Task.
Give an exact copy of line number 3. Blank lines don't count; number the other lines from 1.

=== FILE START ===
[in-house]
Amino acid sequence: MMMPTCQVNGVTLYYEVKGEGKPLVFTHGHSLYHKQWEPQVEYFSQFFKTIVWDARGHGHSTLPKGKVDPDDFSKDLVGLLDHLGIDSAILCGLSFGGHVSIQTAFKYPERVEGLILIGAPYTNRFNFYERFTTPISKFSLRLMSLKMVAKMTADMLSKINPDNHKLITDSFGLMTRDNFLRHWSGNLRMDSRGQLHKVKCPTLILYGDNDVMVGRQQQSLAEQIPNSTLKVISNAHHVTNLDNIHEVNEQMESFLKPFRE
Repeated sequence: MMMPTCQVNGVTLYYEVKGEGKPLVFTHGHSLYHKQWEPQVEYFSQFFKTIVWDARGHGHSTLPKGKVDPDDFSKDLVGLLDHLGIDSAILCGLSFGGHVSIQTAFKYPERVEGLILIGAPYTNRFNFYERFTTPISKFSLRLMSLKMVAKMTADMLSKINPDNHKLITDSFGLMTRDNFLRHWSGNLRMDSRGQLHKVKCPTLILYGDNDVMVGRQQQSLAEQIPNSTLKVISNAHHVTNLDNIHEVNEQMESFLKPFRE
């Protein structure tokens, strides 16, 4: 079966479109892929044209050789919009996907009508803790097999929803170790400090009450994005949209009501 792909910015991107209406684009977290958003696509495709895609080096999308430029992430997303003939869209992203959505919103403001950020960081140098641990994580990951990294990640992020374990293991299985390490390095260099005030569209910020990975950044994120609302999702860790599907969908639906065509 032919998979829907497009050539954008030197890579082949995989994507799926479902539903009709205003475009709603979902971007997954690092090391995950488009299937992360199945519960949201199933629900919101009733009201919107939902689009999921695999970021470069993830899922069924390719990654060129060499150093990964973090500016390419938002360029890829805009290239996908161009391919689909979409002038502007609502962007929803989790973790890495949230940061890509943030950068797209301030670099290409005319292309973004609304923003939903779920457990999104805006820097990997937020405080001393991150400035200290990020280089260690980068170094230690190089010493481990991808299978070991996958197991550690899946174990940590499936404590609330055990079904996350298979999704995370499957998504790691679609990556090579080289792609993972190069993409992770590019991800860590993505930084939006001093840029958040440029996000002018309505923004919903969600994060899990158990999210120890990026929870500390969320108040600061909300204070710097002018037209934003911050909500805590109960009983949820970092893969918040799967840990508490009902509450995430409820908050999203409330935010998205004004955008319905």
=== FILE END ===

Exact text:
Repeated sequence: MMMPTCQVNGVTLYYEVKGEGKPLVFTHGHSLYHKQWEPQVEYFSQFFKTIVWDARGHGHSTLPKGKVDPDDFSKDLVGLLDHLGIDSAILCGLSFGGHVSIQTAFKYPERVEGLILIGAPYTNRFNFYERFTTPISKFSLRLMSLKMVAKMTADMLSKINPDNHKLITDSFGLMTRDNFLRHWSGNLRMDSRGQLHKVKCPTLILYGDNDVMVGRQQQSLAEQIPNSTLKVISNAHHVTNLDNIHEVNEQMESFLKPFRE